19. Primary Color Cuisenaire Rod Trains: Measurement comparisons for PreK and Kinder.
20. Race to 50 or Race to 100 Game: For this activity, you'll need Cuisenaire Rods, meter sticks with centimeters shown, dice. Each player takes a turn rolling a die to see which rod to place in a train. For instance, if you roll a 5, you can use a metric ruler to measure the rod you think represents the number 5. You might have to measure a few rods at first to know which one is the right size. Each player takes turns placing corresponding rods on his or her train. After each turn, you can compare the lengths of rod trains. Play until one or both players reach the end of the 50 cm track. When you’re comfortable with Race to 50, try playing Race to 100.
Variations: You can use one die, placing a single rod at a time on the track, or a set of dice to either add or multiply the numbers on the dice. If you’re adding the dice, and you roll a 2 (red rod) and a 3 (light green rod), you can choose to place the red and light green rods or a yellow rod (5) on your track. If you’re multiplying the dice, and you roll a 3 (light green) and a four (purple), that makes 3 fours or 4 threes, so you can place 3 purples or 4 light greens on your track.
21. Race to 0 Game: This is the reverse game of Race to 50 or 100. Keep the original rods from a Race to 50 game and remove one colored rod at a time according to the number you roll. In this way, there’s no trading involved, just identifying the numbers/colored rods to remove.
Variations: For a tougher game, lay out 10 orange rods to make a train. Roll the die and subtract rods till you clear the track and get to zero. Trade rods as necessary in order to facilitate subtraction. This is a game that is best played after many games of Race to 50 or 100 because subtraction concepts can be more abstract to think about while becoming familiar with the rod values.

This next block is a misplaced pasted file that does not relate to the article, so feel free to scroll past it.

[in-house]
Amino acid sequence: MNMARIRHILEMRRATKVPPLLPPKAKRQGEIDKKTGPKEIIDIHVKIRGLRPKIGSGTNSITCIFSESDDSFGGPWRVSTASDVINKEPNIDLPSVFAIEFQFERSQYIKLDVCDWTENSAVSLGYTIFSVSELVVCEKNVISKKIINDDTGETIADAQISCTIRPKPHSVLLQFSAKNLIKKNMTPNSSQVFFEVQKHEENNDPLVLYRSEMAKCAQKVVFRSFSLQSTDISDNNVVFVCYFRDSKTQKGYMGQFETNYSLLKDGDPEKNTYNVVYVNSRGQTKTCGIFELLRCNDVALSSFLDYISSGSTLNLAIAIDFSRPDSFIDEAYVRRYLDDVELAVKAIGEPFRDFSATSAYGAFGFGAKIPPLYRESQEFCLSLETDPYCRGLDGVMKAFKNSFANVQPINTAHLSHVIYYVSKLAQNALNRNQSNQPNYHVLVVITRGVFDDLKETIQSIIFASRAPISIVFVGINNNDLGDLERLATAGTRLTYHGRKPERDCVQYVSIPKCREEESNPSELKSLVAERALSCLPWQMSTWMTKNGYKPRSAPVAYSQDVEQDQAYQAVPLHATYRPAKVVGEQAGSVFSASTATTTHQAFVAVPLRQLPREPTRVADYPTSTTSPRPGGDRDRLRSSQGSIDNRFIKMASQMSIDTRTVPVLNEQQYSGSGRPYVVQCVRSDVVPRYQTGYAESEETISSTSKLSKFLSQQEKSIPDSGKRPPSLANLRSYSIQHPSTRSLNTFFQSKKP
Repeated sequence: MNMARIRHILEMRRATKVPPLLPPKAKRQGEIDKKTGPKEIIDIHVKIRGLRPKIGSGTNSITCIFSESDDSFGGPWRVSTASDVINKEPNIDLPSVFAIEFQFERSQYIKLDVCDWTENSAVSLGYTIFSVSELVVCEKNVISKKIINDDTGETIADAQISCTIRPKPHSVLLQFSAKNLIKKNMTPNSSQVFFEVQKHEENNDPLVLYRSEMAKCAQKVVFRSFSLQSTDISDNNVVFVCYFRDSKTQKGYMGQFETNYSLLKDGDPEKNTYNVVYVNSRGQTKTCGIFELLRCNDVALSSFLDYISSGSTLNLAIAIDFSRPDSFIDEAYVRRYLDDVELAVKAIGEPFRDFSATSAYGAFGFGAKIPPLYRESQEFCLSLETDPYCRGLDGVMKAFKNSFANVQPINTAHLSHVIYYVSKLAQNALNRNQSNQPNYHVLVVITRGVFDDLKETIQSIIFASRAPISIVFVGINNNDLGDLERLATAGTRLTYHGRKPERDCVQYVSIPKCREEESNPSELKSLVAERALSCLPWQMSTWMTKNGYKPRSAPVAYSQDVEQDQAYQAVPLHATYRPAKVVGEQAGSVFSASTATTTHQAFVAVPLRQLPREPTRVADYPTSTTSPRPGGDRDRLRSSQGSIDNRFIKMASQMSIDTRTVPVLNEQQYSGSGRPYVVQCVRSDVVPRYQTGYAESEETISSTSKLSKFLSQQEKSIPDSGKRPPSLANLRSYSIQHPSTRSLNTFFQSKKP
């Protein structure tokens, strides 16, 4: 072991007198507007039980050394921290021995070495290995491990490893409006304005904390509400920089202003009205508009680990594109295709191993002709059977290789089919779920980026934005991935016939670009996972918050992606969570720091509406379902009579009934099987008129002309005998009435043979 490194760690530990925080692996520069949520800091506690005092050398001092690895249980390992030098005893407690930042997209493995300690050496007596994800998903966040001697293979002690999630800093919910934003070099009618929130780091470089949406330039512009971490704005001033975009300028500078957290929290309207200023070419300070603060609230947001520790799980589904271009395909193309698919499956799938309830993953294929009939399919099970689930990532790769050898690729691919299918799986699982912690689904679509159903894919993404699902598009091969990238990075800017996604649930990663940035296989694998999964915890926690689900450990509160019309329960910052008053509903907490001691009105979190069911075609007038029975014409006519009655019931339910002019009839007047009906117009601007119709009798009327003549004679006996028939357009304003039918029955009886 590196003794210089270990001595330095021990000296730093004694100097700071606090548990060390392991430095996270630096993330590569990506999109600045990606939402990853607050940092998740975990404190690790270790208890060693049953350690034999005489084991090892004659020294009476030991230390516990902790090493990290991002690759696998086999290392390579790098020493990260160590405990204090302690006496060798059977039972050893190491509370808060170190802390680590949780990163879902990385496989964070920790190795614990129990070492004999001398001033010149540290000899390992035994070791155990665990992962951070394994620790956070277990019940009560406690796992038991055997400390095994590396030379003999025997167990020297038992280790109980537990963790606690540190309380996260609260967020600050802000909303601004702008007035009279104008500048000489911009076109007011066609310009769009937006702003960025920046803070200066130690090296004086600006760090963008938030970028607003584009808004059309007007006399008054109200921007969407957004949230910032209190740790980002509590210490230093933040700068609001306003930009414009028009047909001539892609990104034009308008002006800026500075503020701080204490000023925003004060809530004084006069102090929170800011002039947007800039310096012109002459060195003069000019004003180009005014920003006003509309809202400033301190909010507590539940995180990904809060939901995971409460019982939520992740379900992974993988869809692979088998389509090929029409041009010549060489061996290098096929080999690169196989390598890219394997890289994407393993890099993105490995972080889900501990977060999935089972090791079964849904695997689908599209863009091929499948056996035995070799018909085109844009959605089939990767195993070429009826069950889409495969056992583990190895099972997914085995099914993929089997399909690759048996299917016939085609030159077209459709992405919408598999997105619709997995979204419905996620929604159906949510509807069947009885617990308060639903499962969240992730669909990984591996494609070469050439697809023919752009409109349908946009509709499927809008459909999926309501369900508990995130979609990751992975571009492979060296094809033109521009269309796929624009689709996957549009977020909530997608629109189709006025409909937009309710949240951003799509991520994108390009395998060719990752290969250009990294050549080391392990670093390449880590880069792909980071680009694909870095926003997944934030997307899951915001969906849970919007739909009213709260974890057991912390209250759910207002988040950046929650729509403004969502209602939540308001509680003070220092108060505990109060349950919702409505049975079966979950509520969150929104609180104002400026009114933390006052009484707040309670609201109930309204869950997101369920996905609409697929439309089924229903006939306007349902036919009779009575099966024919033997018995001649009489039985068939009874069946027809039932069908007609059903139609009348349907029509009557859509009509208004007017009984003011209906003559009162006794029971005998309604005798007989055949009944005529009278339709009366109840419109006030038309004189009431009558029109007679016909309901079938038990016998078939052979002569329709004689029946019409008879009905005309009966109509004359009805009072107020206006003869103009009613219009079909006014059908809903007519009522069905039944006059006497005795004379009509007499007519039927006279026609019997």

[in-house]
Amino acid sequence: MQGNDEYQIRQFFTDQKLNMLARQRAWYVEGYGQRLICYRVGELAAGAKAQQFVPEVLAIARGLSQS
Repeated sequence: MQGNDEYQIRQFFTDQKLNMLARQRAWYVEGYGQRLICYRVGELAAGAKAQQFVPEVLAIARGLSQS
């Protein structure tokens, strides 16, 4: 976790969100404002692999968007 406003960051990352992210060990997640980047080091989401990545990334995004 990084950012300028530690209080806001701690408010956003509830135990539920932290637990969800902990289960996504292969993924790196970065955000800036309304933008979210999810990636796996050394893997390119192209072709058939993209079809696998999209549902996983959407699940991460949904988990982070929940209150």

If you can’t tell, I am in love with Cuisenaire Rods.
Georges Cuisenaire died in 1976, just a few years after I was born. Someday, I’d like to shake his hand and tell him thanks for being proactive in solving a problem in his own school—for recognizing that using manipulatives like his rods “Make calculation sensory, attractive, lively and saves time, while simplifying the task of the teacher” (Cuisenaire, 1952, p. 18).
Let me know what you think of these ideas, add your own suggestions in the comment section, or send me a Tweet. I'd love to hear how parents and math teachers are using Cuisenaire rods in your classroom. Whether you're exploring measurement, number relationships, or operations--in a center or whole group--hands-on learning builds math-positive mindsets.
If you like these ideas, hit subscribe. And find many more tips in my book Math-Positive Mindsets: Growing a Child's Mind without Losing Yours.